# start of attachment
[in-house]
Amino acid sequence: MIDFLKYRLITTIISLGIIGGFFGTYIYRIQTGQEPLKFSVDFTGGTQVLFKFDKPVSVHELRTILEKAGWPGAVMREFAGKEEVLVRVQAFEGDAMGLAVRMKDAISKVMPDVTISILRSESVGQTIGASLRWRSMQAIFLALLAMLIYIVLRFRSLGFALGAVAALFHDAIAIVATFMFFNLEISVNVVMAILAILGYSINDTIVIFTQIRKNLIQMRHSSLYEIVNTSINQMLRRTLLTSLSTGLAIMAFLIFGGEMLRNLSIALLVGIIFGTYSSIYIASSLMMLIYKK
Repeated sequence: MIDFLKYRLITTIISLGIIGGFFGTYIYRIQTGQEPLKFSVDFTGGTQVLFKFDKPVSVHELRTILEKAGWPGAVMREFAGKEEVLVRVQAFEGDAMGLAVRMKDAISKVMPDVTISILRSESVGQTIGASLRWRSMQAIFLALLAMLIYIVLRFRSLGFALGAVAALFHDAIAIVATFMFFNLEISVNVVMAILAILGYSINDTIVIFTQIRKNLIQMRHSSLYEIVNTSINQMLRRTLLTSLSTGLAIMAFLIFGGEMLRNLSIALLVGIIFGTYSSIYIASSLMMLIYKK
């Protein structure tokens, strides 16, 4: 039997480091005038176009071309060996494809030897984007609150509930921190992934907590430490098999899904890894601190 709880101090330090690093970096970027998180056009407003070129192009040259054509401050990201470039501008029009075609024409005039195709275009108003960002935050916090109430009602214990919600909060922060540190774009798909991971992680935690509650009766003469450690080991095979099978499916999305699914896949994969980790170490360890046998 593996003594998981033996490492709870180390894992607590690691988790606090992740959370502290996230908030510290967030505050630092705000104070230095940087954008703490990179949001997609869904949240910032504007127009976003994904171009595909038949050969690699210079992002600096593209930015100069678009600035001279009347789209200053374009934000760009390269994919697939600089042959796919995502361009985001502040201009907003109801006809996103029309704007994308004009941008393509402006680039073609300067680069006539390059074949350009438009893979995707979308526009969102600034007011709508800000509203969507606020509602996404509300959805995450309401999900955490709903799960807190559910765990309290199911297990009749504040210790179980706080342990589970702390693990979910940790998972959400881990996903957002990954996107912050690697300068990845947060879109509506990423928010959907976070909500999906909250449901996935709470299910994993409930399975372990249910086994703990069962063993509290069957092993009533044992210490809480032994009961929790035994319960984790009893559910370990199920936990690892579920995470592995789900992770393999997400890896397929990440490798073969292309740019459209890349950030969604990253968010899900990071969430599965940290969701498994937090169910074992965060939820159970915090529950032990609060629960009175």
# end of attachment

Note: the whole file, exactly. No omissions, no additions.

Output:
[in-house]
Amino acid sequence: MIDFLKYRLITTIISLGIIGGFFGTYIYRIQTGQEPLKFSVDFTGGTQVLFKFDKPVSVHELRTILEKAGWPGAVMREFAGKEEVLVRVQAFEGDAMGLAVRMKDAISKVMPDVTISILRSESVGQTIGASLRWRSMQAIFLALLAMLIYIVLRFRSLGFALGAVAALFHDAIAIVATFMFFNLEISVNVVMAILAILGYSINDTIVIFTQIRKNLIQMRHSSLYEIVNTSINQMLRRTLLTSLSTGLAIMAFLIFGGEMLRNLSIALLVGIIFGTYSSIYIASSLMMLIYKK
Repeated sequence: MIDFLKYRLITTIISLGIIGGFFGTYIYRIQTGQEPLKFSVDFTGGTQVLFKFDKPVSVHELRTILEKAGWPGAVMREFAGKEEVLVRVQAFEGDAMGLAVRMKDAISKVMPDVTISILRSESVGQTIGASLRWRSMQAIFLALLAMLIYIVLRFRSLGFALGAVAALFHDAIAIVATFMFFNLEISVNVVMAILAILGYSINDTIVIFTQIRKNLIQMRHSSLYEIVNTSINQMLRRTLLTSLSTGLAIMAFLIFGGEMLRNLSIALLVGIIFGTYSSIYIASSLMMLIYKK
């Protein structure tokens, strides 16, 4: 039997480091005038176009071309060996494809030897984007609150509930921190992934907590430490098999899904890894601190 709880101090330090690093970096970027998180056009407003070129192009040259054509401050990201470039501008029009075609024409005039195709275009108003960002935050916090109430009602214990919600909060922060540190774009798909991971992680935690509650009766003469450690080991095979099978499916999305699914896949994969980790170490360890046998 593996003594998981033996490492709870180390894992607590690691988790606090992740959370502290996230908030510290967030505050630092705000104070230095940087954008703490990179949001997609869904949240910032504007127009976003994904171009595909038949050969690699210079992002600096593209930015100069678009600035001279009347789209200053374009934000760009390269994919697939600089042959796919995502361009985001502040201009907003109801006809996103029309704007994308004009941008393509402006680039073609300067680069006539390059074949350009438009893979995707979308526009969102600034007011709508800000509203969507606020509602996404509300959805995450309401999900955490709903799960807190559910765990309290199911297990009749504040210790179980706080342990589970702390693990979910940790998972959400881990996903957002990954996107912050690697300068990845947060879109509506990423928010959907976070909500999906909250449901996935709470299910994993409930399975372990249910086994703990069962063993509290069957092993009533044992210490809480032994009961929790035994319960984790009893559910370990199920936990690892579920995470592995789900992770393999997400890896397929990440490798073969292309740019459209890349950030969604990253968010899900990071969430599965940290969701498994937090169910074992965060939820159970915090529950032990609060629960009175």